Marrying the bookish Morris in 1917, Golda endured ridicule from neighbors. “She was the husband—she worked while he shopped, cleaned, cooked, and even bought her clothes.”[v] In A New Earth, Eckhart Tolle writes, “Applying negative labels to people, either to their face or more commonly when you speak about them to others or even just think about them, is often part of this pattern [complaining]. Name-calling is the crudest form of such labeling and of the ego’s need to be right and triumph over others: ‘jerk, bastard, bitch’—all definitive pronouncements that you can’t argue with.”[vi] Constantly dodging the labels thrown her way, Golda’s self-discipline and unrelenting courage permitted her to express her beliefs. One belief was that men and women could share duties equally, a belief that continued throughout her life.

After World War I ended in 1918, the British announced that Jewish people from around the world would be welcomed in the newly acquired Palestine. Morris did not share Golda’s passion, but she could be very persuasive, and they courageously set off to establish themselves in the Jewish homeland, where they soon learned that Golda was pregnant. Eventually, Golda had to face the truth. Her calling did not guide her in the path of the traditional Jewish mother, and she could no longer imitate the life that Morris wanted. Choosing to put her calling first, she accepted a job as secretary of the Women’s Labor Council (the Pioneer Women) and moved to Tel Aviv with her son and baby daughter. Her heart’s mission remained clear: to build a Jewish nation. Many of us ask ourselves the question, “What will I be when I grow up?” Golda demonstrated what Oriah Mountain Dreamer affirms:

“It doesn’t interest me what you do for a living. I want to know what you ache for, and if you dare to dream of meeting your heart’s longing.”[vii]

When the world learned the truth about the concentration camps at the end of World War II, Golda hoped the British would let the survivors go to Jewish Palestine. Sadly, the opposite occurred. Sensing that the Jews would have to fight other countries for their borders, Golda headed for the United States to raise money for the new Jewish state. Golda possessed the courageous self-discipline to reflect on changing situations and then make progressive adjustments to manifest her vision, unlike many visionaries, who lack the self-discipline to put ideas into action. Courage lives in action. She also knew “well-behaved women rarely make history.”[viii]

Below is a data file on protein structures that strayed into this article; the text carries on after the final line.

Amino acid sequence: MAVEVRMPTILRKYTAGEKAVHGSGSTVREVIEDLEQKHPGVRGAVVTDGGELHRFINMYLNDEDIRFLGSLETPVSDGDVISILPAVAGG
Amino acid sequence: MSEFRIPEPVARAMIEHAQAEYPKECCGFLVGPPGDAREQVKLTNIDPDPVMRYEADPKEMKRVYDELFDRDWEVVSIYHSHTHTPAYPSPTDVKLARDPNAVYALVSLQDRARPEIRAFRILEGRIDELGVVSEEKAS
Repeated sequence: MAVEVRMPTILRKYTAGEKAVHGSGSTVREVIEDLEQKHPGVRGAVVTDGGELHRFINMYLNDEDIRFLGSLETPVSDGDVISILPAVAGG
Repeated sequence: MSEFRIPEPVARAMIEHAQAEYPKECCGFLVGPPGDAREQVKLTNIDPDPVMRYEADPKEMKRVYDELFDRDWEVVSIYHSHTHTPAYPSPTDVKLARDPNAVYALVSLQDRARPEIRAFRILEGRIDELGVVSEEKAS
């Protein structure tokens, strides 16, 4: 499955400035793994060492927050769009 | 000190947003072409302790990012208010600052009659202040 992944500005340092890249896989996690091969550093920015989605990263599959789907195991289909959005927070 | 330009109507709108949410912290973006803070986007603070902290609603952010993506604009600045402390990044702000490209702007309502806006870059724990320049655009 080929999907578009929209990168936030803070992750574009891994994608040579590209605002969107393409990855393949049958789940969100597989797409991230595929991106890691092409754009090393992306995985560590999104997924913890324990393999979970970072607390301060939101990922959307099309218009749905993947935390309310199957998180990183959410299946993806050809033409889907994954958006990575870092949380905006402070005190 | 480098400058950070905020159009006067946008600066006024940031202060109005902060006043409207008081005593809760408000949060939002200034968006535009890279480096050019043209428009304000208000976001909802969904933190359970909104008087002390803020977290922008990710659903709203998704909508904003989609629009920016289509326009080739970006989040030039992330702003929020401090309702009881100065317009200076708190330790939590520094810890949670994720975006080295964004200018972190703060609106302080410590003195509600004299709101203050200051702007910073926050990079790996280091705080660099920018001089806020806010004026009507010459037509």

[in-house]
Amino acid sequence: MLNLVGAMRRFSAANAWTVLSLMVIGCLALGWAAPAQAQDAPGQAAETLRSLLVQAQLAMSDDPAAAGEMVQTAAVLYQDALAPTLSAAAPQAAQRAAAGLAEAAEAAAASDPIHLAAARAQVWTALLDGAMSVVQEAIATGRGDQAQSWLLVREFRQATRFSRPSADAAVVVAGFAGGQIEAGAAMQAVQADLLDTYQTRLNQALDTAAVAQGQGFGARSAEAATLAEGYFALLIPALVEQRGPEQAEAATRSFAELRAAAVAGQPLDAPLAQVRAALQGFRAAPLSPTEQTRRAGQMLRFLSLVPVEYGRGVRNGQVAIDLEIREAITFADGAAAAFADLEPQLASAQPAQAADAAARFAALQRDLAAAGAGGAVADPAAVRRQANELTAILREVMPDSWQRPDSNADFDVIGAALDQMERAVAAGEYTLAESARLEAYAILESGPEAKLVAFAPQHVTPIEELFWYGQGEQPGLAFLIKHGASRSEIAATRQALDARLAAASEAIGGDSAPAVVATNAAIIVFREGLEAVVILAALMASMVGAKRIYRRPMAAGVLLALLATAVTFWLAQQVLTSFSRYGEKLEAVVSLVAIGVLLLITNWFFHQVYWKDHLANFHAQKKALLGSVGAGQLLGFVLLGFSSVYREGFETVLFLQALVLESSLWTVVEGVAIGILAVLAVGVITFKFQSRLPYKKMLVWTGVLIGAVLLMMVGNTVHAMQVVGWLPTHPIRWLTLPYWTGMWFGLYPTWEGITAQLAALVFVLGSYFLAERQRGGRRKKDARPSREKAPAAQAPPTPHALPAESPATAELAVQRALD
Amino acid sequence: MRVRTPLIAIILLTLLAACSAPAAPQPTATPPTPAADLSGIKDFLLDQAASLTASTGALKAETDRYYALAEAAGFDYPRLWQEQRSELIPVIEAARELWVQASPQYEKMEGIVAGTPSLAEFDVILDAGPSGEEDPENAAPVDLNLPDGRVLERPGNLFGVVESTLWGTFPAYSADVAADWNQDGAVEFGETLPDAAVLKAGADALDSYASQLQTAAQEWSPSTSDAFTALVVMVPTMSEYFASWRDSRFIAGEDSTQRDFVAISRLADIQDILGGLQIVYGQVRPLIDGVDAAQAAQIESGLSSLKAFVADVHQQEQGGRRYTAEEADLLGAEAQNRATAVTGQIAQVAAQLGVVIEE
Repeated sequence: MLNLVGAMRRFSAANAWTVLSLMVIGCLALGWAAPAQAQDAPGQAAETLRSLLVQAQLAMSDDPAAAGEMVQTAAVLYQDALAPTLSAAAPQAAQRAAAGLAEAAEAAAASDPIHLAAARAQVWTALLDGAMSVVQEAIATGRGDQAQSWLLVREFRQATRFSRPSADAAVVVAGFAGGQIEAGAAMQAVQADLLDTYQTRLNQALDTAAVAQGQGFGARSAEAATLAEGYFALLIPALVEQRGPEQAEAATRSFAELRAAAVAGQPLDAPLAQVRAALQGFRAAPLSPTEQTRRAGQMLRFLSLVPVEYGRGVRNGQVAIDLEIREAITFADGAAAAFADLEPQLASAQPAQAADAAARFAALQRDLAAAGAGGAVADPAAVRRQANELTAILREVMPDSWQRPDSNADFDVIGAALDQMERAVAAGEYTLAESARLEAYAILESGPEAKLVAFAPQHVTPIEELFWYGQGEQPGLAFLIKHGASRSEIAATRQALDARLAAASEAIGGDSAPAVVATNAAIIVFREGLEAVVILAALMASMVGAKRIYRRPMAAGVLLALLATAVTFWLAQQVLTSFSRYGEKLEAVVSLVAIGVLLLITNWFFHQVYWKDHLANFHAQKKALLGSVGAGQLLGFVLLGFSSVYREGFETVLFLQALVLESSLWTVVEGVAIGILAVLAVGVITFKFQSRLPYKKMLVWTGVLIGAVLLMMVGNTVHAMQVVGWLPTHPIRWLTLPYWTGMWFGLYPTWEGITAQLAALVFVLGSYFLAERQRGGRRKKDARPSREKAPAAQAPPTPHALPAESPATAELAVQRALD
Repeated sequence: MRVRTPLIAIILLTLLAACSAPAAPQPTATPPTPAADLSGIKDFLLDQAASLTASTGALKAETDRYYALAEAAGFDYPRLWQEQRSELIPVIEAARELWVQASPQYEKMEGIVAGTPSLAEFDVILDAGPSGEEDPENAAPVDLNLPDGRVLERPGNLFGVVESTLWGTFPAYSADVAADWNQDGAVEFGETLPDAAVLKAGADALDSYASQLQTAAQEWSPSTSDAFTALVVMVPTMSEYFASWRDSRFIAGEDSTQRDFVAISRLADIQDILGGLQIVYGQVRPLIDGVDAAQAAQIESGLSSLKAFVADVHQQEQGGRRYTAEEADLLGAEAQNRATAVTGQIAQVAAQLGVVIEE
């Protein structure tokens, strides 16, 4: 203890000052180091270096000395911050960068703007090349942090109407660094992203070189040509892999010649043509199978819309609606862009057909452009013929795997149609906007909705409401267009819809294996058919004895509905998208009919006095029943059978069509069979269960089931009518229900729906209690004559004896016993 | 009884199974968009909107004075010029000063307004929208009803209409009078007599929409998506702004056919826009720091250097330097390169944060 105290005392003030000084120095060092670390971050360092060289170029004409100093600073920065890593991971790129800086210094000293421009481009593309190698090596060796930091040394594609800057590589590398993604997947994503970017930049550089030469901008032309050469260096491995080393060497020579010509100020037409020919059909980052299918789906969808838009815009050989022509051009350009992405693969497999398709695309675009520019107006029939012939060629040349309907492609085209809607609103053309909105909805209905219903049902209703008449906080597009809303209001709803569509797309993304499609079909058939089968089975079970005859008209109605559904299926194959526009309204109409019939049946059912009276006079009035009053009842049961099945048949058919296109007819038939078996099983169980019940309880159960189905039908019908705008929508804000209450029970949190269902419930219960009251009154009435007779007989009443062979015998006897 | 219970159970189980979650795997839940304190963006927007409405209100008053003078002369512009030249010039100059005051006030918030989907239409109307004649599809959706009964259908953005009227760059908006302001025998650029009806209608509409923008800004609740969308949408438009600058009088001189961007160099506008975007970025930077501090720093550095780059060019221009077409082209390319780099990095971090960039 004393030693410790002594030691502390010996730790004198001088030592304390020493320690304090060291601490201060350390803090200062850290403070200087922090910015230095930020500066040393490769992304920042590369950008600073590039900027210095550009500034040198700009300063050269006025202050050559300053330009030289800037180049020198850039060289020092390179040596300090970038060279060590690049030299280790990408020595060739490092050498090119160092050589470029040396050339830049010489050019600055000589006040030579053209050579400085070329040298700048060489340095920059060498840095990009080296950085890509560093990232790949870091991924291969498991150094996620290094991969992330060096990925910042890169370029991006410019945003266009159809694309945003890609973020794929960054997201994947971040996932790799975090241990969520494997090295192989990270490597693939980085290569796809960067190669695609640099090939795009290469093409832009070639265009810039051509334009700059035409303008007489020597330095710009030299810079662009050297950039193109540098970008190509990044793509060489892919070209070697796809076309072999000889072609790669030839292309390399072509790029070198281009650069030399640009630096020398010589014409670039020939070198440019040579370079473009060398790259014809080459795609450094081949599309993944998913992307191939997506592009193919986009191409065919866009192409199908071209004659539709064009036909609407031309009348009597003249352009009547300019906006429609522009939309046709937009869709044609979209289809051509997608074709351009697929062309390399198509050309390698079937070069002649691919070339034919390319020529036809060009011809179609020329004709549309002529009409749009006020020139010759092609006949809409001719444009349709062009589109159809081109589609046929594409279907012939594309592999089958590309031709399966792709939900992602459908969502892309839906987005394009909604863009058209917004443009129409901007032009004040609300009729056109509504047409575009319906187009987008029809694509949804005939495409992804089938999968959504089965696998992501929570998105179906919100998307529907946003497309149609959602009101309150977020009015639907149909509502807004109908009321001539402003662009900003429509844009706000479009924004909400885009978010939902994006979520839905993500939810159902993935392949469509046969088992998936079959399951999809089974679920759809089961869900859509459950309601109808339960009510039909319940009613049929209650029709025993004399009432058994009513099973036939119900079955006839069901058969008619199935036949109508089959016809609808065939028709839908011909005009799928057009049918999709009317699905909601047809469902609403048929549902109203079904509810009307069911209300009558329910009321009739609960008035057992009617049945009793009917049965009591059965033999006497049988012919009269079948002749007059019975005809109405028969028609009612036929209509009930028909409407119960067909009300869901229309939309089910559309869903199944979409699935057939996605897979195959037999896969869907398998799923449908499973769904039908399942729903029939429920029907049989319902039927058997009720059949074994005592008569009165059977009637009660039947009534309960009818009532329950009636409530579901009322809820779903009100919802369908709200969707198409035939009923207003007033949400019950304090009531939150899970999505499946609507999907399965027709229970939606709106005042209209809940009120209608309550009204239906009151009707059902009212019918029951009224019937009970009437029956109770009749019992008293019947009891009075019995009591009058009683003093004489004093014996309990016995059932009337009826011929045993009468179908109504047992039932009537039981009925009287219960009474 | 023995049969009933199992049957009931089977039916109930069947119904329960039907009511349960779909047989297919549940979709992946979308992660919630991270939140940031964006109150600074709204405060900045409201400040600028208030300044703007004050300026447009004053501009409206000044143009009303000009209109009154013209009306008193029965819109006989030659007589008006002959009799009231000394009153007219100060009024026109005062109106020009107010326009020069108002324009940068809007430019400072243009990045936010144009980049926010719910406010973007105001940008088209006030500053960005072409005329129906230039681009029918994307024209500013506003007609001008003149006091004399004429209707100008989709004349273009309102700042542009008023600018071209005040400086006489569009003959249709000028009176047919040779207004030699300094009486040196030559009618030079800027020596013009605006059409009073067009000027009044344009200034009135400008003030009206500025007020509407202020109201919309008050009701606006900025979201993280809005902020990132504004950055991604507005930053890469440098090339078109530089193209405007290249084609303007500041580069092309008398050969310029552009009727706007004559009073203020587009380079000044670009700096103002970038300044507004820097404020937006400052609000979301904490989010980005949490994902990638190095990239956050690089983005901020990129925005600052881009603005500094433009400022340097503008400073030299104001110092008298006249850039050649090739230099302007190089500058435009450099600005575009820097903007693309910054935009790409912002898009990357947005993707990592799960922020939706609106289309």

Unflagging Devotion

On May 14, 1948, the State of Israel was born in Palestine. Israel won its War of Independence in January 1949, and Golda came home when she was appointed minister of labor following the first Israeli election. Fully embracing her passions, Golda wanted her last name to reflect the country’s Jewish heritage, so she changed Meyerson to a Hebrew name, Meir, meaning “illuminate.”[ix] Golda’s love for politics provided the perfect outlet for her passions, and for the rest of her professional life, she courageously worked to ensure that there would be a safe place for Jews to live.

With a family to support and a cancer diagnosis to face, Golda accepted the role of Israel’s fourth prime minister on March 17, 1969. Applying her forty-five years of political experience, she always maintained her self-discipline and focus. Her cabinet met each Sunday night in her kitchen to discuss the latest terrorist attacks. Golda retired as prime minister on April 10, 1974. My Life was published in 1975, and she died in 1978. Some historians say she never achieved her dream of a peaceful country, but one thing was for sure—she confirmed that gender is not the issue!

[i] Krull, Kathleen and Kathryn Hewitt, Lives of Extraordinary Women: Rulers, Rebels (New York: Harcourt, Inc. 2000), 71.

[ii] Felder, Deborah G., The 100 Most Influential Women of All Time: A Ranking Past and Present (New York: A Citadel Press Book, 1996), 126.

[iii] Hawkins, David, M.D., Ph.D., Power vs. Force: The Hidden Determinants of Human Behavior (Sedona: Veritas Pub, 1995), 201.

[iv] Ferrucci, Piero, Inevitable Grace: Breakthroughs in the Lives of Great Men and Women (Los Angles: Jeremy P. Tarcher, Inc. 1990), 10.

[v] Krull, Kathleen and Kathryn Hewitt, Lives of Extraordinary Women: Rulers, Rebels (New York: Harcourt, Inc. 2000), 72.

[vi] Tolle, Eckhart, A New Earth: Awakening to Your Life’s Purpose, (New York: Dutton, 2005), 61.

[vii] Dreamer, Oriah Mountain,

[viii] Ulrich, Laurel Thatcher,

[ix] Claybourne, Anna, Living Lives: Gold Meir (Chicago: Heinemann Library, 2003), 42.